The emergy synthesis detailed the top contributors to urban life in Rosendal, and revealed that both the lifestyle and built environment are highly unsustainable, ranking poorly in terms of the performance indices calculated, and, when considered from a global perspective, overshooting resource consumption by more than 70 times. The top 5 input sub-categories, in descending order, were:

  1. Long distance travel;
  2. Hygiene products; 
  3. Automobile, commute;
  4. Meat consumption, and
  5. Sporting goods and tools.

Whereas the relative difference between these categories is only marginal, their overall importance from a systems perspective is both significant and very high, i.e. representing the primary drivers of total resource use of urban life in this case study. As such, they merit further scrutiny when considering potential planning and policy measures to achieve urban sustainability from a broad systems perspective.

Discussion and conclusions

Sustainable and space-efficient living with access to social meeting places was the key messaging in the developers´ marketing to the public. However, while planners and builders focus on trendy, high-tech, efficiencyoriented solutions primarily related to the built environment, the results from this study indicate that such approaches barely scratch the  surface into improving the sustainability of urban living. Unless proposed solutions make a greater effort to facilitate contributions from renewable sources, as the emergy synthesis in this study proposes, the contribution to sustainable urbanization will be negligible. Other central conclusions include that more substantial efficiency gains can be achieved  for example by exploring alternative construction materials, recycling materials to a larger extent, extending the lifetime of buildings, creating more efficient floor plans, and by finding new ways to share material resources and physical living space, i.e. design interventions that reduce total material use on a per capita basis.

From a broader global perspective, the study also generated interesting ethical questions related to how “sustainable” urban development plays out in practice. For example, for urban life as in Rosendal to be sustainable, society can choose between two fundamentally different development trajectories: 1) reduce global population to make room for the  lifestyle currently enjoyed by a minority, i.e., prioritizing the Rosendal lifestyles; or 2) reduce the resource support to urban life by a factor of 77.29 to enable a sustainable and fair share for the current population of 7.44 billion.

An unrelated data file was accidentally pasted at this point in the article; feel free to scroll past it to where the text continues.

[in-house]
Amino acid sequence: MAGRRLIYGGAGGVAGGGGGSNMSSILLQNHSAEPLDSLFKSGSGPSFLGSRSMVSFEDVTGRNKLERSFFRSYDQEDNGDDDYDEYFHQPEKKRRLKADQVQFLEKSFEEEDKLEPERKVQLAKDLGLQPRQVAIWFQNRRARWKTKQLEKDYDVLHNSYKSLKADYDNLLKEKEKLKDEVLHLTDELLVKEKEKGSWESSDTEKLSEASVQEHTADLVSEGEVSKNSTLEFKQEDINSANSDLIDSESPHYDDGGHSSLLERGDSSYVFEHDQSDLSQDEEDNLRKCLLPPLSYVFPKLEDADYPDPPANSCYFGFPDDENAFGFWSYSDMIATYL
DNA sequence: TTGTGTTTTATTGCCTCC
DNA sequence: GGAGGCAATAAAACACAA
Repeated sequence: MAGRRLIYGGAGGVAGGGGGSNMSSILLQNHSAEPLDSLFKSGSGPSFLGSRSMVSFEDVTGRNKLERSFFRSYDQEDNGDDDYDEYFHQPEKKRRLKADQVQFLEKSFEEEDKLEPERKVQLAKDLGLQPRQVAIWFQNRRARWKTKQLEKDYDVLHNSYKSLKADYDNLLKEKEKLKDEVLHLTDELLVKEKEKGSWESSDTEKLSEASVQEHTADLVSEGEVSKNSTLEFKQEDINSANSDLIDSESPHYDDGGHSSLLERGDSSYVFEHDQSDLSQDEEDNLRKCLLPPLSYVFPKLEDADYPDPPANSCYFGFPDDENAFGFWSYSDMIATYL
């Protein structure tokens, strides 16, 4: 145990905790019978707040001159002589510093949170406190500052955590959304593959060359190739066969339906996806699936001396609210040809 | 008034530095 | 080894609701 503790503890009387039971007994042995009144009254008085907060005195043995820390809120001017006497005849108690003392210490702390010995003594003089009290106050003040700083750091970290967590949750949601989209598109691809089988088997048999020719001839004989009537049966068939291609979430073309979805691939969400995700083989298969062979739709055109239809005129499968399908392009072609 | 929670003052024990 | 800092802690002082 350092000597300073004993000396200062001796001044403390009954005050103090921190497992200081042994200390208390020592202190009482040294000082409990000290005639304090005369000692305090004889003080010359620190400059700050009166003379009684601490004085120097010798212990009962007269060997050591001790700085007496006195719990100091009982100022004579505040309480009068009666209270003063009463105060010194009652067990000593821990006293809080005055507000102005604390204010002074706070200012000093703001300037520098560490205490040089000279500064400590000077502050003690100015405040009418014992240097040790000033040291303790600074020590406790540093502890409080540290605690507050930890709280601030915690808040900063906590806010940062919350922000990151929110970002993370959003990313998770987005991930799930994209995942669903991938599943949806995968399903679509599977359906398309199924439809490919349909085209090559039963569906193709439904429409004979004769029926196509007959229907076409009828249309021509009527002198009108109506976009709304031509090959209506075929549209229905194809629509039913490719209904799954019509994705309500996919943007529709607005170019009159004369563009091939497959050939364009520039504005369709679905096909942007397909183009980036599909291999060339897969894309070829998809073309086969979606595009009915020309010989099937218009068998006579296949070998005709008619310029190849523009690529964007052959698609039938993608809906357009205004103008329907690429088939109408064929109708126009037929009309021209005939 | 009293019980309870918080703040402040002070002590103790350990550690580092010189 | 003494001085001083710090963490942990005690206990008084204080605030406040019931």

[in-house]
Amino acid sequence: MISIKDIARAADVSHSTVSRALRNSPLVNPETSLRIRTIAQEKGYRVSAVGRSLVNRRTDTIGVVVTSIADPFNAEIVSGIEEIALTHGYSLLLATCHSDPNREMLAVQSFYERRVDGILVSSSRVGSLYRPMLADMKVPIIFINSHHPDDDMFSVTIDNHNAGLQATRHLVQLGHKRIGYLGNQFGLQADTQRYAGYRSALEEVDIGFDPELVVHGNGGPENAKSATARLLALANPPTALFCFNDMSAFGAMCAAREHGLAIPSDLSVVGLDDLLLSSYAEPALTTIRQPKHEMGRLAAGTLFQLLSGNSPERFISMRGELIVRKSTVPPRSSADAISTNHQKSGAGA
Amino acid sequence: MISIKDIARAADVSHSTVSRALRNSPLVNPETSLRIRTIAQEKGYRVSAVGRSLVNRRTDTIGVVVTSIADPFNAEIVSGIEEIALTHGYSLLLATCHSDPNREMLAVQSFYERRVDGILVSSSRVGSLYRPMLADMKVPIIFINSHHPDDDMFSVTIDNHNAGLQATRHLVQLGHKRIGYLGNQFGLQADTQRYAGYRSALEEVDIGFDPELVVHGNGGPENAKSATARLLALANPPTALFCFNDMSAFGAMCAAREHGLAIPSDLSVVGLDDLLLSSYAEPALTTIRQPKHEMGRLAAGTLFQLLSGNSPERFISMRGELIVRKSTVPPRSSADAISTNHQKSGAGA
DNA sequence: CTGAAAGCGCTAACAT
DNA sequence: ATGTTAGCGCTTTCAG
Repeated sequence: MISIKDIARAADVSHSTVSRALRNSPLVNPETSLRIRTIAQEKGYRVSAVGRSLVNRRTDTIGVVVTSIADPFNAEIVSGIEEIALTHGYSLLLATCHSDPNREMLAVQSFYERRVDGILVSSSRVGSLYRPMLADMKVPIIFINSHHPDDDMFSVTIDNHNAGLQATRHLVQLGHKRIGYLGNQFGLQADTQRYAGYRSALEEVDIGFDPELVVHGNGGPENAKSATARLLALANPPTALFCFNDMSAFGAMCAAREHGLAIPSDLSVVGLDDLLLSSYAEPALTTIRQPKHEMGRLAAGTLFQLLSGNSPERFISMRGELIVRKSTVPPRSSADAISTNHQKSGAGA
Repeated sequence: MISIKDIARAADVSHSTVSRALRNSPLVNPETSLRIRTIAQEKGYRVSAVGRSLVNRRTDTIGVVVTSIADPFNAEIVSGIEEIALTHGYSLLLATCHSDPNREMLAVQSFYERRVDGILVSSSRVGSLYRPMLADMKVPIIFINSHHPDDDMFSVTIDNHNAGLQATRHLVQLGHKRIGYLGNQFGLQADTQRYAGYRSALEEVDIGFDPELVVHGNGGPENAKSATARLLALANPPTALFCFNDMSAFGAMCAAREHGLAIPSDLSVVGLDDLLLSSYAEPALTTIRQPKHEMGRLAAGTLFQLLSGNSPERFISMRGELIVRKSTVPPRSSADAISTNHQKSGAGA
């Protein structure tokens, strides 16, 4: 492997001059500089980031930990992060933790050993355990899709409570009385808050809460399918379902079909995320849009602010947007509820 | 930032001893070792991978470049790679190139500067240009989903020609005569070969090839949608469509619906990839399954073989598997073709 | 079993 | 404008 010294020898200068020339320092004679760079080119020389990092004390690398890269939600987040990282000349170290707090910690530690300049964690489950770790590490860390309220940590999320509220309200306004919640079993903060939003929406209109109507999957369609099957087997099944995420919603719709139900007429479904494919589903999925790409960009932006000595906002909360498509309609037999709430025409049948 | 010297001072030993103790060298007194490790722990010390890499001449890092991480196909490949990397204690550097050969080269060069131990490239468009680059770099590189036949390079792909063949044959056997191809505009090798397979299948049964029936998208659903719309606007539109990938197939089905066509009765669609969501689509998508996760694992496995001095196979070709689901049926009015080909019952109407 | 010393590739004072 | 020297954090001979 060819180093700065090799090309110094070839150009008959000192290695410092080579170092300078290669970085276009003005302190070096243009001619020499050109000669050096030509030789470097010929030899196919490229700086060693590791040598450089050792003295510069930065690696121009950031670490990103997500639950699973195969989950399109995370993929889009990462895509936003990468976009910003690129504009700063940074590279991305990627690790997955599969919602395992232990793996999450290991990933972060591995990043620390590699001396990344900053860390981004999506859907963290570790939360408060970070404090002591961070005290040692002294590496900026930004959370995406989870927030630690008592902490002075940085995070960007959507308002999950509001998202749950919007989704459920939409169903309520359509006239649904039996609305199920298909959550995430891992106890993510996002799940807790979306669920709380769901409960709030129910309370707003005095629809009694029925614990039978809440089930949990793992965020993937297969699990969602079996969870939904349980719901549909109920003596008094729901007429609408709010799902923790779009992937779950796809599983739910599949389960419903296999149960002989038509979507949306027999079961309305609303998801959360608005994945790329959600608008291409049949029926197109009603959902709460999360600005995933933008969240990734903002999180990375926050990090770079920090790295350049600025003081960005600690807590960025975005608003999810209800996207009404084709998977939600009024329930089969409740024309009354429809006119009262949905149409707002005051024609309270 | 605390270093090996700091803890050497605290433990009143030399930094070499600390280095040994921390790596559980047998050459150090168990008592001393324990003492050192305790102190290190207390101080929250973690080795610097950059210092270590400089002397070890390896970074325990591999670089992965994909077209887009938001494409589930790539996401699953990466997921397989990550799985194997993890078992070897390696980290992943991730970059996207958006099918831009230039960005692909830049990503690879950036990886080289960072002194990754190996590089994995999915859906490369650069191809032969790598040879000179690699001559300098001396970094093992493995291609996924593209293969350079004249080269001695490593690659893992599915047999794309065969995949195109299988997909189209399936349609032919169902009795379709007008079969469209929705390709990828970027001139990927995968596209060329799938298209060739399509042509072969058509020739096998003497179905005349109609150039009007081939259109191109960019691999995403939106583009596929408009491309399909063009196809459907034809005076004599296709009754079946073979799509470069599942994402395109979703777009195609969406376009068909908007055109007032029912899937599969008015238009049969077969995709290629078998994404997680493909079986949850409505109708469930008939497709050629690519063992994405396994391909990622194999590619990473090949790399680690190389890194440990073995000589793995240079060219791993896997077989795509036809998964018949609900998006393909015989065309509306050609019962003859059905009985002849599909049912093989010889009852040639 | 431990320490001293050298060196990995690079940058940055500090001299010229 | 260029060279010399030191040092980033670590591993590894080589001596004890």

This study hence signals to delicate yet important ethical considerations regarding a person’s ability to consume more than their fair share of resources depending on their lifestyle, where or how they live. More studies are required to determine how this type of “green” urban development performs in comparison to conventional housing, and other urban  districts developed in the past, present, and future. However, the conclusions from this study indicate a major challenge for urban planning to achieve sustainable development. The fact that the urban district studied in this project is one of only a few that are certified, and thus officially recognized as sustainable, further underscores the gravity of this  challenge. 

Scientific publications

Bergguist, D., Garcia-Caro, D., Joosse, S., Granvik, M. and Peniche, F. (2020). The Sustainability of Living in a “Green” Urban District: An Emergy Perspective. Sustainability, 12(14): 5661. https://doi.org/10.3390/su12145661

Bergquist, D. and Hedfors, P. (2018). Design C riteria for Regenerative Systems Landscapes. Nordic Journal of Architectural Research, 30 (3), pp. 107-134.

Granvik, M., Bergquist, D. and Joosse, S. (Forthcoming). Planners´ and construction companies´ perspectives on sustainability in developing Rosendal, Sweden. The International Journal of Urban Policy and Planning.

Joosse, S., and Marshall, M. (2020). Fridge stories and other tales from the kitchen: A methodological toolbox for getting closer to everyday food practices. Food, Culture & Society, pp. 1-19.

Joosse, S., Schallhart, T., Bäckman, M., Bergquist, D. and Granvik, M. (Forthcoming). Building (for) sustainable lifestyles. Exploring the effect of a house in a certified sustainable urban district on everyday household practices,
in Uppsala, Sweden. To be submitted to Environment and Planning D.

Maassen, J., Rydberg, T. and Bergquist, D. (2020). The Environmental Support to Food Preparation and Diets in a “Green” Urban District. Journal of Environmental Accounting and Management, 8(1), pp. 54-70.